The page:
I’ve admitted defeat. I’ve now spent too long trying to find a platform for my print on demand books that doesn’t use Amazon and I just don’t have the time to faff around with it for any longer. Consequently I’ve put them back up on there.
Tag: Print on demand
Publishing Platforms – 2
My thanks to those who commented on my last post. I have now unpublished both books from Amazon, although Amazon won’t delist them on the grounds someone might want to sell them second-hand through their platform. I can’t do anything about that.
I will shortly re-publish The Night Bus, probably on Lulu, although I haven’t definitely decided on that platform, yet. I’ll do a little more research, first.
As for Making Friends with the Crocodile, I am persuaded to have a go at finding a publisher for it. We’ll see how that goes.
And in the meantime? Writing…
The Night Bus Has Arrived!
We’ve been away for a couple of days, and in that time the proof copy of The Night Bus arrived.
I’ve read it through to check for any errors, and am relieved to report I found none, so the paperback copy is good to go!
Both it and the e-book version are available on Amazon, and can be found on my author page here.
Just time to order a few dozen (or more) for Christmas!
Early Release of the Paperback Edition of The Night Bus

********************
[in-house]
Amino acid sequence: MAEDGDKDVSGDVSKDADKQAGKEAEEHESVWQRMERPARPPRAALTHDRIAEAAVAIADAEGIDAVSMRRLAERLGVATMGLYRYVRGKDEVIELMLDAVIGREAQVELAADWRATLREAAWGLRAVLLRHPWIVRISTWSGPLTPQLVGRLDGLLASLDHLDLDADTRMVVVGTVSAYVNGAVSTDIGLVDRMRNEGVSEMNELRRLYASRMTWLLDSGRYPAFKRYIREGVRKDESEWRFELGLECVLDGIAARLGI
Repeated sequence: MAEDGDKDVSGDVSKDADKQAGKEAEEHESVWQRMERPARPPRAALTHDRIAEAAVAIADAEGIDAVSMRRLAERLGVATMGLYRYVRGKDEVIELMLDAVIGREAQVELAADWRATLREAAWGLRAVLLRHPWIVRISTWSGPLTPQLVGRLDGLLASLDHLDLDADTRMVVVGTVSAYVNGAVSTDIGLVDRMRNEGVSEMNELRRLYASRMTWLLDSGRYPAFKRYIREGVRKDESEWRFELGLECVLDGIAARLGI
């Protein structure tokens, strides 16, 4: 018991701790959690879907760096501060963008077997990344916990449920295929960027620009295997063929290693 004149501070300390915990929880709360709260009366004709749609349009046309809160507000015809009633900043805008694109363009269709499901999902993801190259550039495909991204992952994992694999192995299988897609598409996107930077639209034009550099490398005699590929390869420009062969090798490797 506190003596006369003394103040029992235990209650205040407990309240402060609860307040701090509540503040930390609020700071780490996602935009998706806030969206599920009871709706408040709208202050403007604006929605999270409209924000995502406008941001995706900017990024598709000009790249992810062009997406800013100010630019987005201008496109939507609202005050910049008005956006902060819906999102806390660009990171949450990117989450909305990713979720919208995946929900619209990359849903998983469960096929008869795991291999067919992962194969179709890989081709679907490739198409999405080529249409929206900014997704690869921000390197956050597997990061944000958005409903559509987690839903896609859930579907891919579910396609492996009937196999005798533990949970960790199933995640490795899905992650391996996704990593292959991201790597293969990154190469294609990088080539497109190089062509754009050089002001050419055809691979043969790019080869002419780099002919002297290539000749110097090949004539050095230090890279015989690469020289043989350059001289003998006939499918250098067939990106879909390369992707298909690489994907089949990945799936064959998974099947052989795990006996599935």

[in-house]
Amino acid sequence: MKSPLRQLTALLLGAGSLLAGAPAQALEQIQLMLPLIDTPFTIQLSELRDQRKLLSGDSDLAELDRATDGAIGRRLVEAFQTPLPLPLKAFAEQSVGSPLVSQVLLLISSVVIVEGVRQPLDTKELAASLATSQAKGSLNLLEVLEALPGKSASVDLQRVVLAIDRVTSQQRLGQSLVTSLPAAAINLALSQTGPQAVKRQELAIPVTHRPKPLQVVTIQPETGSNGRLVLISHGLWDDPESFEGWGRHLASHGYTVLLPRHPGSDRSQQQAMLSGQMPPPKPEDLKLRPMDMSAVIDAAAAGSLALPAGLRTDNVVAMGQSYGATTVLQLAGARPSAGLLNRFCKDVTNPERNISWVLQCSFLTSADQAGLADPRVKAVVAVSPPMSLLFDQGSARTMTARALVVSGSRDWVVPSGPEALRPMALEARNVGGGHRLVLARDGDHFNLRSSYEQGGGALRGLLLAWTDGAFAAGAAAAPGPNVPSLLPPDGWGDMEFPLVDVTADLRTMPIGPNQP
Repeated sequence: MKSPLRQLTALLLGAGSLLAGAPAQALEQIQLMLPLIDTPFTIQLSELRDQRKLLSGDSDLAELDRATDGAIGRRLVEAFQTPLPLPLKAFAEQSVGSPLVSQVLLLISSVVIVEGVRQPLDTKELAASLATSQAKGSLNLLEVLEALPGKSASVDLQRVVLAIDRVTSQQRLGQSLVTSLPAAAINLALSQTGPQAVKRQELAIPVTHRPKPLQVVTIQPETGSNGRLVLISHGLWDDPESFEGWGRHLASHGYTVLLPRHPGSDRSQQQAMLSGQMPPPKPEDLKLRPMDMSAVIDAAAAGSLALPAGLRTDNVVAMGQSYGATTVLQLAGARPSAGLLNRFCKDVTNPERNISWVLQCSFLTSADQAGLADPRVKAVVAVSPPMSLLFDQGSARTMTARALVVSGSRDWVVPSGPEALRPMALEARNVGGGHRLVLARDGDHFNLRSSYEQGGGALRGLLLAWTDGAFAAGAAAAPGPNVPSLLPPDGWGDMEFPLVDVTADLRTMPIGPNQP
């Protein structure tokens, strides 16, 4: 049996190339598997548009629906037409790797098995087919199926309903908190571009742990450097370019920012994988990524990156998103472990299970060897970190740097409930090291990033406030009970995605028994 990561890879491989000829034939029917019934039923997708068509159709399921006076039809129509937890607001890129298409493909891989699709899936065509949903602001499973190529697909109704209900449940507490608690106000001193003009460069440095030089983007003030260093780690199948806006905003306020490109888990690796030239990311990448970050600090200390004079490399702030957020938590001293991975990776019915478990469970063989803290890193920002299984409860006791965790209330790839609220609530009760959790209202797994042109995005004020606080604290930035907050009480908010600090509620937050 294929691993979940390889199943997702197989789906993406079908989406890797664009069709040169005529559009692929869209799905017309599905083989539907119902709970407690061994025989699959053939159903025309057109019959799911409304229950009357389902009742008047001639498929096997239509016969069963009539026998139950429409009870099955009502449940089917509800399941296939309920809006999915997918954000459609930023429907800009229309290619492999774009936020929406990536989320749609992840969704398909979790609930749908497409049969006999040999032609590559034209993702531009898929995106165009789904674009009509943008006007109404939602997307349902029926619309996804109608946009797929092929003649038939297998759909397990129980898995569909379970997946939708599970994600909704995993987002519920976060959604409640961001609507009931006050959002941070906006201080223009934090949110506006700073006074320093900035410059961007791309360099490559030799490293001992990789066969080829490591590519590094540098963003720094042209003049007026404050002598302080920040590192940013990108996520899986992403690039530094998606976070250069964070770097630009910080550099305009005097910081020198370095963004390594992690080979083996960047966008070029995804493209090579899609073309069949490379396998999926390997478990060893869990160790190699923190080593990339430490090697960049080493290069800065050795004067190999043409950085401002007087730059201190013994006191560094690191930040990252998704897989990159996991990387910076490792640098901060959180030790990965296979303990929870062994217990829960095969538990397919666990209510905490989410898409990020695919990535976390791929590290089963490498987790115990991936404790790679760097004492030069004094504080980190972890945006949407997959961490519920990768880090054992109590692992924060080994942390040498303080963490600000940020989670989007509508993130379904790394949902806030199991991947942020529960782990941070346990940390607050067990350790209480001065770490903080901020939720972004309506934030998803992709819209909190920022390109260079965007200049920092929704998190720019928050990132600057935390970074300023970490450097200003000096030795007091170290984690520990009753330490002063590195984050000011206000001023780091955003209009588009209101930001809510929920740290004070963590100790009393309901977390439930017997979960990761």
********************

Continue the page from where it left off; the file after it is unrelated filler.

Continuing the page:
Oh, I knew I’d get something wrong.
I wanted both the e-book and the Print On Demand paperback to be released on the 30th November. All went smoothly as far as the e-book was concerned, but Amazon have just emailed me to say the paperback is live now.
I blame the change from their old system to the new one. Before, the author had to approve a proof copy before the paperback would go live. Despite my ordering a proof copy that will not arrive for a few days yet, it’s already gone live.
‘Roll up, roll up! The Paperback edition of The Night Bus is available now on Amazon! Roll up, roll up!’
Nice To Meet You!
It’s been a difficult time. There’s been stuff. And we all know what stuff does, don’t we? Well? Don’t we? Yes, you at the back, boy! Tompkins Minor! Well, what does it do?
‘Gets in the way, Sir.’
‘GETS IN THE WAY, SIR!’
That’s right, Tompkins. It gets in the way.
Stuff getting in the way.
Stuff not getting in the way.
And with all this stuff flying around, stuff I’m finding it rather difficult to deal with, sometimes it’s as much as I can do just to leave a ‘like’ on a post. Even posting a comment seems too much like hard work, although I want to. So I press ‘like’ to simply show my appreciation of the post.
But I’m working on it. I haven’t gone away, I’m just a little snowed under with…stuff.
And because it’s a new year (oh yes, Happy New Year to you all. Have you broken all your resolutions, yet? I have.), I’m thinking it might be a good time to re-introduce myself to the blogging world. So, this is me:
I have published one novel, Making Friends With the Crocodile, which is set in rural Northern India and is about the way society treats women there (and, by extension, in most places still). This has had good reviews, and I’m especially pleased with the ones from Indian women, who obviously know a thing or two about the subject! It is available as e-book as well as Print On Demand paperback.